U.S. Judge John E. Jones III signed the order Tuesday. In December, Jones ruled intelligent design was essentially religion disguised as science and that the former school board had religious intent when it voted to require students to hear about the concept.
Jones said the plaintiffs' attorneys could seek fees and costs from the defense, which the plaintiffs had requested in their original lawsuit.
The district has until March 10 to respond to the claims, according to Jones' order.
Eric Rothschild, the plaintiffs' lead attorney, said lawyers hope to continue discussions about the final tally and reach an agreement with the school district before the deadline.
"We are hoping to make this as nonadversarial as possible," Rothschild said.
District solicitor Steve Russell of Stock and Leader said attorneys on both sides agreed on the February date. Russell said he's been talking to the plaintiffs' attorneys about the fees but has not received an amount yet.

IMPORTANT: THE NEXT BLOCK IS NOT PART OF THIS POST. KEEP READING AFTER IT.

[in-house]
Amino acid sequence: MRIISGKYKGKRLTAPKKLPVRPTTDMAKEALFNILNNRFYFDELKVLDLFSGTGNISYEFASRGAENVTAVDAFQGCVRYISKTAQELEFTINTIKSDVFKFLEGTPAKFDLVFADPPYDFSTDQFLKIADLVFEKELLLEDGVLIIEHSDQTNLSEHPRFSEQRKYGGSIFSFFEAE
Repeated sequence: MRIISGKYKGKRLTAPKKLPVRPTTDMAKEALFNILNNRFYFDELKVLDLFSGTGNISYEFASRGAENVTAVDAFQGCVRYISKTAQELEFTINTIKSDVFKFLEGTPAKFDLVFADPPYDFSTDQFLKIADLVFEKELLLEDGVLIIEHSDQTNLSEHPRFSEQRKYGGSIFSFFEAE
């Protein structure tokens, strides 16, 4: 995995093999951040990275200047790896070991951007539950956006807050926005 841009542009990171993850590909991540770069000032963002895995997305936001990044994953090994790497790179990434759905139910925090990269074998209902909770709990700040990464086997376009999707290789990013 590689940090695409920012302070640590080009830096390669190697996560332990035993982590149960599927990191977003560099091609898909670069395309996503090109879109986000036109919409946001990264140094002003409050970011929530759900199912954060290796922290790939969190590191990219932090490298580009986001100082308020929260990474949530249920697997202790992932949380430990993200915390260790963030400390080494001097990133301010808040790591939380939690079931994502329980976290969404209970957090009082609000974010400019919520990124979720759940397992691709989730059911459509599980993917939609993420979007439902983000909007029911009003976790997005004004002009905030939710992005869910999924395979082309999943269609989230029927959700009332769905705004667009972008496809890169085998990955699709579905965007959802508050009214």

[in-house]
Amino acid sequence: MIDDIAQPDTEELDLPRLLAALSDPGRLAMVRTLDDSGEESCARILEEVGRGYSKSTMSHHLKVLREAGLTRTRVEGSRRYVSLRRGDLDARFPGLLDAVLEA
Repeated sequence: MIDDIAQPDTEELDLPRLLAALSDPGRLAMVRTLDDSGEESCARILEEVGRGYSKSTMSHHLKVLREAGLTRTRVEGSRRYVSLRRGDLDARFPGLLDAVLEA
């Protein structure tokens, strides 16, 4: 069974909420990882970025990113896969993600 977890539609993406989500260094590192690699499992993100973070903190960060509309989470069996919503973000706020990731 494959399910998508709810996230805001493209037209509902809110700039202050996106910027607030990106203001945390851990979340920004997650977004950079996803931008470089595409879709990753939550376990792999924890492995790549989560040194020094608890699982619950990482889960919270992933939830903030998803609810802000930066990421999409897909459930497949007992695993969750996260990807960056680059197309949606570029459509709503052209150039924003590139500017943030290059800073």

Russell is representing the district instead of the Thomas More Law Center since the community replaced eight of the nine board members in the November election.
Seven of those members voted against appealing the judge's decision. One seat was open at the time because a revote had been ordered after a voting machine malfunction.
Bernadette Reinking, board president, said officials haven't heard any information about fees yet. Any money paid by the district, including for a lawsuit, would have to be approved by a vote from board members, Reinking and Russell said.
Russell said he couldn't answer when the board would have something to vote on. He said it seems to be on schedule to be determined in the next two months, but nothing was certain.
"I really honestly don't know," he said.